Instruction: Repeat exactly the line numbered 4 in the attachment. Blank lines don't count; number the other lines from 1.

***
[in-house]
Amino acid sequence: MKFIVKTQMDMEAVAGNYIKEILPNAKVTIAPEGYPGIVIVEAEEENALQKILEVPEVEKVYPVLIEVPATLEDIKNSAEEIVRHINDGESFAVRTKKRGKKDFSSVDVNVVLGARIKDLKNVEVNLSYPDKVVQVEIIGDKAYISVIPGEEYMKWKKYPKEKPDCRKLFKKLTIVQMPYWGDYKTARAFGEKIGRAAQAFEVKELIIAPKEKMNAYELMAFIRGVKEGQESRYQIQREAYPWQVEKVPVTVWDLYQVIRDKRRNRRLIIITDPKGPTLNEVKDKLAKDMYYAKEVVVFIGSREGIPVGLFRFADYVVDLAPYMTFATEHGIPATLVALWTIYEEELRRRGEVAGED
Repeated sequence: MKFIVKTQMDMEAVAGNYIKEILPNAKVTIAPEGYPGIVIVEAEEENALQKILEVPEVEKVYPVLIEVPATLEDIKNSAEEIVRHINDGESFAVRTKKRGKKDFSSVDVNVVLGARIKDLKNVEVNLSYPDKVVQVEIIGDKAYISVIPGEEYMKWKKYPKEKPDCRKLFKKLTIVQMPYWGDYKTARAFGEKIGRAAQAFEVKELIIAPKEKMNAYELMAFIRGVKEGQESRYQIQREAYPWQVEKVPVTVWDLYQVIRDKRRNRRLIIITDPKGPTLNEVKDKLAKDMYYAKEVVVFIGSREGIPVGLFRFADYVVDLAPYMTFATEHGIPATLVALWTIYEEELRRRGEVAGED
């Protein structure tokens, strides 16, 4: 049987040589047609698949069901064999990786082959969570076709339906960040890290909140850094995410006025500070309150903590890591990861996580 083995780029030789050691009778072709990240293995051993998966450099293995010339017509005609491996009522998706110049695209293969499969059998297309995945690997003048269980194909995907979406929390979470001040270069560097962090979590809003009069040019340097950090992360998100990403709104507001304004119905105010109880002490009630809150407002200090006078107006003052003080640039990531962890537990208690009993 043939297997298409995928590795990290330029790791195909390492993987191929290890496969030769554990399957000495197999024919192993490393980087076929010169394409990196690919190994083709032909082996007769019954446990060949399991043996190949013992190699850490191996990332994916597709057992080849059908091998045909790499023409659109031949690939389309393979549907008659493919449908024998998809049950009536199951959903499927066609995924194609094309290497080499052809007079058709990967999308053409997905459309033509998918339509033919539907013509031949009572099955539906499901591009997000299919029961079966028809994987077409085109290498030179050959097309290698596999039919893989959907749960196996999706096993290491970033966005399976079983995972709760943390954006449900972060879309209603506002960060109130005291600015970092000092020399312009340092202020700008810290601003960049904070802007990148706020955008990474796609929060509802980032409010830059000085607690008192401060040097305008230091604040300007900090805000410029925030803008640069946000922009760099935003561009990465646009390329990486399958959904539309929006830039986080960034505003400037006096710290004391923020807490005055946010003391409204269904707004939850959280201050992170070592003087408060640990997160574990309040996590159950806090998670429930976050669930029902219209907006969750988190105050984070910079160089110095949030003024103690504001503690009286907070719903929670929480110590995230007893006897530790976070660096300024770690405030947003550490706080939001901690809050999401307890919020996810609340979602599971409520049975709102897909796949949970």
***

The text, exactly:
């Protein structure tokens, strides 16, 4: 049987040589047609698949069901064999990786082959969570076709339906960040890290909140850094995410006025500070309150903590890591990861996580 083995780029030789050691009778072709990240293995051993998966450099293995010339017509005609491996009522998706110049695209293969499969059998297309995945690997003048269980194909995907979406929390979470001040270069560097962090979590809003009069040019340097950090992360998100990403709104507001304004119905105010109880002490009630809150407002200090006078107006003052003080640039990531962890537990208690009993 043939297997298409995928590795990290330029790791195909390492993987191929290890496969030769554990399957000495197999024919192993490393980087076929010169394409990196690919190994083709032909082996007769019954446990060949399991043996190949013992190699850490191996990332994916597709057992080849059908091998045909790499023409659109031949690939389309393979549907008659493919449908024998998809049950009536199951959903499927066609995924194609094309290497080499052809007079058709990967999308053409997905459309033509998918339509033919539907013509031949009572099955539906499901591009997000299919029961079966028809994987077409085109290498030179050959097309290698596999039919893989959907749960196996999706096993290491970033966005399976079983995972709760943390954006449900972060879309209603506002960060109130005291600015970092000092020399312009340092202020700008810290601003960049904070802007990148706020955008990474796609929060509802980032409010830059000085607690008192401060040097305008230091604040300007900090805000410029925030803008640069946000922009760099935003561009990465646009390329990486399958959904539309929006830039986080960034505003400037006096710290004391923020807490005055946010003391409204269904707004939850959280201050992170070592003087408060640990997160574990309040996590159950806090998670429930976050669930029902219209907006969750988190105050984070910079160089110095949030003024103690504001503690009286907070719903929670929480110590995230007893006897530790976070660096300024770690405030947003550490706080939001901690809050999401307890919020996810609340979602599971409520049975709102897909796949949970």